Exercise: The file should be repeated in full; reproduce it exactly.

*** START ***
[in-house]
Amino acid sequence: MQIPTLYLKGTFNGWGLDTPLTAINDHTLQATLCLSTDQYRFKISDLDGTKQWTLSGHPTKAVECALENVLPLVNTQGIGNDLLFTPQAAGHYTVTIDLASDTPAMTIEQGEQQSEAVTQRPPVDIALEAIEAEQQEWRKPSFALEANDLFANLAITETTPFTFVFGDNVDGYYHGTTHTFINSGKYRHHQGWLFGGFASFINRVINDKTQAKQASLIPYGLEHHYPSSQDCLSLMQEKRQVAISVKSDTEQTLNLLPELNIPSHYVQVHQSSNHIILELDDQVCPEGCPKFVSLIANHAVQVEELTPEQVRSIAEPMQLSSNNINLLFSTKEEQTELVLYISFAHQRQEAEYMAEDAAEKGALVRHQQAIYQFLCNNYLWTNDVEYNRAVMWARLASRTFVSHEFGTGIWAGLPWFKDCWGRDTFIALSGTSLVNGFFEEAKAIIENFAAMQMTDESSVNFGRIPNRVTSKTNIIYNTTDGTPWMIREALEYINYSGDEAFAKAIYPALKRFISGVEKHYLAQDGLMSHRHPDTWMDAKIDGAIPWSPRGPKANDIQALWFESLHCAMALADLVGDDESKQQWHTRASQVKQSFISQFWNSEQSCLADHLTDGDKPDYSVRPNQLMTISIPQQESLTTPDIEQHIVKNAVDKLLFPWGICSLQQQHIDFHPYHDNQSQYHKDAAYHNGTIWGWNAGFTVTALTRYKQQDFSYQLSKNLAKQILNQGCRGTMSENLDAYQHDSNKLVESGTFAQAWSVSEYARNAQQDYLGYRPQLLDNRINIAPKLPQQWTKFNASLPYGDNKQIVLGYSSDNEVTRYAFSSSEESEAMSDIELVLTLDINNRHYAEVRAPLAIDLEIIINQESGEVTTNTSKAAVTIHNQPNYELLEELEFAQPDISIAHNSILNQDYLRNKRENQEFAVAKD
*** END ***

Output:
[in-house]
Amino acid sequence: MQIPTLYLKGTFNGWGLDTPLTAINDHTLQATLCLSTDQYRFKISDLDGTKQWTLSGHPTKAVECALENVLPLVNTQGIGNDLLFTPQAAGHYTVTIDLASDTPAMTIEQGEQQSEAVTQRPPVDIALEAIEAEQQEWRKPSFALEANDLFANLAITETTPFTFVFGDNVDGYYHGTTHTFINSGKYRHHQGWLFGGFASFINRVINDKTQAKQASLIPYGLEHHYPSSQDCLSLMQEKRQVAISVKSDTEQTLNLLPELNIPSHYVQVHQSSNHIILELDDQVCPEGCPKFVSLIANHAVQVEELTPEQVRSIAEPMQLSSNNINLLFSTKEEQTELVLYISFAHQRQEAEYMAEDAAEKGALVRHQQAIYQFLCNNYLWTNDVEYNRAVMWARLASRTFVSHEFGTGIWAGLPWFKDCWGRDTFIALSGTSLVNGFFEEAKAIIENFAAMQMTDESSVNFGRIPNRVTSKTNIIYNTTDGTPWMIREALEYINYSGDEAFAKAIYPALKRFISGVEKHYLAQDGLMSHRHPDTWMDAKIDGAIPWSPRGPKANDIQALWFESLHCAMALADLVGDDESKQQWHTRASQVKQSFISQFWNSEQSCLADHLTDGDKPDYSVRPNQLMTISIPQQESLTTPDIEQHIVKNAVDKLLFPWGICSLQQQHIDFHPYHDNQSQYHKDAAYHNGTIWGWNAGFTVTALTRYKQQDFSYQLSKNLAKQILNQGCRGTMSENLDAYQHDSNKLVESGTFAQAWSVSEYARNAQQDYLGYRPQLLDNRINIAPKLPQQWTKFNASLPYGDNKQIVLGYSSDNEVTRYAFSSSEESEAMSDIELVLTLDINNRHYAEVRAPLAIDLEIIINQESGEVTTNTSKAAVTIHNQPNYELLEELEFAQPDISIAHNSILNQDYLRNKRENQEFAVAKD